Effects of spot herbicide treatments and thinning on growth of aspen and spruce: Age 20 results from the Judy Creek Mixedwood Experiment

photos of the judy creek research area showing untreated, spot control and thinning, and herbicide broadcast


In the absence of other treatments, regenerating intimate mixtures of aspen and white spruce by relying on natural regeneration of aspen and planting of spruce generally results in a very long spruce rotation. Spot treatment with herbicide or cutting treatments can improve growth of spruce while retaining a matrix of aspen and lead to creation of intimate mixtures of aspen and spruce.  In this presentation I will present results to age 20 from the Judy Creek Mixedwood Experiment established in the Swan Hills near Blue Ridge, Alberta in 2002.  The core of the study involved vegetation control within 2-m radius spots centered on spruce planted at 5-m spacing. The study also included broadcast complete, broadcast woody, and herbaceous control as well as untreated.  At age 10, thinning of spot treated plots to 800, 1 200 and 2 000 stems/ha was added to the study. 

In 2022, after 20 growing seasons, spruce survival ranged from 67 to 100% in the thinned radial treatments with spruce survival, DBH and height in the radial treatments being intermediate between untreated spruce growing under a dense aspen canopy and spruce growing without aspen in the treatment with broadcast repeated application of glyphosate herbicide. Repeated browsing by snowshoe hare, associated with reduced height of spruce, lead to severe reductions in spruce survival and size in the untreated, which had an average of 14 000 stems/hectare of aspen and 16% spruce survival at age 20. While spot treatment alone did not significantly affect aspen height or diameter at age 20, thinning of the aspen matrix at age 10 in spot treated stands resulted in increases in diameter of both aspen and spruce at age 20.  Mixedwood Growth Model (MGM21) projections suggest that radial treatments result in spruce culmination ages that are intermediate between broadcast complete control (with vision herbicide) and untreated, with a lower conifer MAI due to the much lower spruce planting density in radial (400 stems/ha) than broadcast (1600 stems/ha) treatments together with reductions in growth of the spruce.  The aspen matrix in the spot treatments can provide merchantable deciduous volume, with deciduous MAI in the unthinned spot treatment averaging 1.4 m3/ha/y in contrast to 4.0 m3/ha/y in the untreated control. In summary, results indicate that radial spot herbicide treatments can effectively improve early survival and growth of white spruce through control of aspen, shrubs, herbs, and grasses and that adding precommercial thinning can provide additional increases in growth of both aspen and spruce.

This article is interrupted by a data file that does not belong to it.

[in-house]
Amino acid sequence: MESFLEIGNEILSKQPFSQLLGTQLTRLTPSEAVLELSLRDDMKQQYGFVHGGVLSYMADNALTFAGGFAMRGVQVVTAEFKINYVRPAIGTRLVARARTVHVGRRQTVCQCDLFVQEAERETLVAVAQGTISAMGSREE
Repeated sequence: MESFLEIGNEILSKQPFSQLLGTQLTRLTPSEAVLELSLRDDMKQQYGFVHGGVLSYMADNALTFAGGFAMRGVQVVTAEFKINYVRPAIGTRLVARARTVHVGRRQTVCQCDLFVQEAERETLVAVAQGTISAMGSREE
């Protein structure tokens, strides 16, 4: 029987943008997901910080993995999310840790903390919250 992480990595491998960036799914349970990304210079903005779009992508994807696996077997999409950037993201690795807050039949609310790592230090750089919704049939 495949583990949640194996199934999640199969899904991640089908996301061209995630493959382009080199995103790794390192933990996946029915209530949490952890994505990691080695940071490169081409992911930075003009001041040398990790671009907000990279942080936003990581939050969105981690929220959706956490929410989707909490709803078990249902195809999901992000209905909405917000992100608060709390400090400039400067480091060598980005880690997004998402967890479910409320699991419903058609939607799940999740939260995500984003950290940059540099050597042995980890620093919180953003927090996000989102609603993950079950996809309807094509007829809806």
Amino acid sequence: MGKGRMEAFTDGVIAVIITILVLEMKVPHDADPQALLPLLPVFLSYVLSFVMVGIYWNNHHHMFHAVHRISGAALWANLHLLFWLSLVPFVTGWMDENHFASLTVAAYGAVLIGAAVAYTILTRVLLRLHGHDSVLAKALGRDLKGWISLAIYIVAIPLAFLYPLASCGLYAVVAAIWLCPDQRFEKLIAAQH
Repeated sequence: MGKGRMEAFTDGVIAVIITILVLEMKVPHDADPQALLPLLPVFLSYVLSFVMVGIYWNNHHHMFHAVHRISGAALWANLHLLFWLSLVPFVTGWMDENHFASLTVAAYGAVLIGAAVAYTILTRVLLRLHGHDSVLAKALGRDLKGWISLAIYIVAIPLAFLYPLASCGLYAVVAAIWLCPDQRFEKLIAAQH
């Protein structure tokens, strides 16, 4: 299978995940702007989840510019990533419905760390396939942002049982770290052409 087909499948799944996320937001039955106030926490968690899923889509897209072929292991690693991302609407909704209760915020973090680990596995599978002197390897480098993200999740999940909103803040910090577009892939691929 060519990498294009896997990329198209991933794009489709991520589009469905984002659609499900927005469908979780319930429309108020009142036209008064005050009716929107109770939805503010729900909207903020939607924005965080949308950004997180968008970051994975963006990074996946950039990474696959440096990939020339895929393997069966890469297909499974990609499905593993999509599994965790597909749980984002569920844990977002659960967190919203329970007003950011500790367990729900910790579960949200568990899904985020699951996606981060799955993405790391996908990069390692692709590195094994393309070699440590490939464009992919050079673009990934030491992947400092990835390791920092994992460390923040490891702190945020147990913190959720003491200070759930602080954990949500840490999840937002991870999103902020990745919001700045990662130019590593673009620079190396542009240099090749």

Phil Comeau is Professor Emeritus at the University of Alberta and was Professor of Silviculture and Stand Dynamics at the University of Alberta from 2000 to 2017. Phil has conducted research relating to silviculture, forest ecology, and growth and yield in western Canada.  Since 2000 his research has focused on evaluating effects of spot, patch and broadcast treatments in boreal mixedwood stands, including effects on yield, stand structure, biodiversity and drought resilience.  Phil served as chair of the Western Boreal Growth and Yield (WESBOGY) project team from 2003 to 2023 and has been involved in development of the Mixedwood Growth Model.  He received of the CIF (Canadian Institute of Forestry) Tree of Life Award (Rocky Mountain Section) in 2014 and the CIF Scientific Achievement Award in 2016.